Escape from the Limbo (Religion:A Branch of Science)

and all along i thought that science and religion will never be united. that religion has the book of Genesis while Science gives us the Big Bang Theory.

***

was watching the news a couple of minutes ago when they “featured” a declaration from the Vatican that all babies who died without being baptized will all go to heaven as a conclusion of a study of some theology scholars.

as BBC News in Europe puts it, “Catholic experts are expected to advise Pope Benedict XVI that teachings on the state of limbo – somewhere between heaven and hell – should be amended.

to read the full report, click here.

according to the catholic news, the state of limbo is just pure “hypothesis“. to read the full article, click here.

***

after all these reports, could it be possible that our faith is also just a hypothesis that anytime, a theologian scholar would declare that they advice the pope to just give up the acting?

on a personal note, somehow my view of religion has been narrowed to another branch of science that can anytime you can refute its teachings. the report somehow removed the divinity, the mystery, the drama behind religion and has become a “purposive, systematic and scientific process of gathering, analyzing, classifying, organizing, and interpreting data for the solution of a problem, for prediction, or for invention”.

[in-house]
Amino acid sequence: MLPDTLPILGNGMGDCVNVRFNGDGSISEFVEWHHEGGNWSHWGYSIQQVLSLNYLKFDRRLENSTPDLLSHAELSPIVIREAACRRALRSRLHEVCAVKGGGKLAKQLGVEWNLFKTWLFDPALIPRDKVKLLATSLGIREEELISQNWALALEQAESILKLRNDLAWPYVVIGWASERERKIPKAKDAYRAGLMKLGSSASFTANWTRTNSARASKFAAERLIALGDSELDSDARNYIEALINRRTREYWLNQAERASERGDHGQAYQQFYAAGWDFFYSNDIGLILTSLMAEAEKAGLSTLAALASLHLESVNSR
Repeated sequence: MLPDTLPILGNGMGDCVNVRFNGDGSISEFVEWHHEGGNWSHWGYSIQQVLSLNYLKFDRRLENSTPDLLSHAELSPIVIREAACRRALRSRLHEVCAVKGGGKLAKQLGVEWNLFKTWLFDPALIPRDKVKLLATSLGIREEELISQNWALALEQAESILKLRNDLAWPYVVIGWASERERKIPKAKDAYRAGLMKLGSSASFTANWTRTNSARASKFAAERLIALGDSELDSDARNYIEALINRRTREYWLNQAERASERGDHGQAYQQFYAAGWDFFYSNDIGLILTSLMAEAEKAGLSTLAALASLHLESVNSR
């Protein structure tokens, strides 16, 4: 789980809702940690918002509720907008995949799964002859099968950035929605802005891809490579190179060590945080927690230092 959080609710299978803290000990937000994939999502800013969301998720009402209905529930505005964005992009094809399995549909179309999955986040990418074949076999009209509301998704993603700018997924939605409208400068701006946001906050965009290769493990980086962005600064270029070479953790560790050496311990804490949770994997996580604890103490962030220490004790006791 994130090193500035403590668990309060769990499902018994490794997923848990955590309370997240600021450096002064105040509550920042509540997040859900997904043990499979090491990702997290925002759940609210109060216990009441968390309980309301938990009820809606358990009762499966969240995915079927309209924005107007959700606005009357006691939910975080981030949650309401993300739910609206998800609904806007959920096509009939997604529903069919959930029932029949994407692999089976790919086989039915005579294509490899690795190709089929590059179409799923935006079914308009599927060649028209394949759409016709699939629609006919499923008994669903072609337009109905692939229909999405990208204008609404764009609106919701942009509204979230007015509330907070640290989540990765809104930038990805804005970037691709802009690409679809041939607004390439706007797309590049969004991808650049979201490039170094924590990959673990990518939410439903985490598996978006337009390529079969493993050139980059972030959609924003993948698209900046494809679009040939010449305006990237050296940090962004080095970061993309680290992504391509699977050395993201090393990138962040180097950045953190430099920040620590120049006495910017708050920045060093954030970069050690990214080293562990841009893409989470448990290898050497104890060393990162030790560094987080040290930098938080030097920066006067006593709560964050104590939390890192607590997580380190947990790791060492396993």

somehow, this news made religion “systematic, controlled, empirical, analytical, objective, unbiased and logical” which are also the characteristics of a good research.

***

then again, this is only a point of view. a matter of a few minutes of being astray because i will always believe that my Saviour will look for His lost sheep and bring it with Him to eternal happiness. whether this be scientific or not.

One thought on “Escape from the Limbo (Religion:A Branch of Science)

  1. Born and raised a Catholic, I do believe in the divine presence, but in the back of my mind there are lingering “what if’s”. Faith is much like blind trust; we just have to believe, which go against human nature of questioning things.

    I was hanging out with a priest and some friends recently when our conversation went to the topic of The Lost Tomb of Jesus. I was ashamed to admit that there was a moment when I almost believed its validity (thank God I didn’t say it out loud). The priest explained how those of “little faith” were taken in so quickly even by questionable theories.

    And now, limbo! How can they tell us one thing for so long, and then take it back? Will this not cause us to think twice about “what else?” having been aware of church cover-ups in the past?

    Anyway, thank you for visiting my blog.

    ‘Love your site as well…will link.

    April

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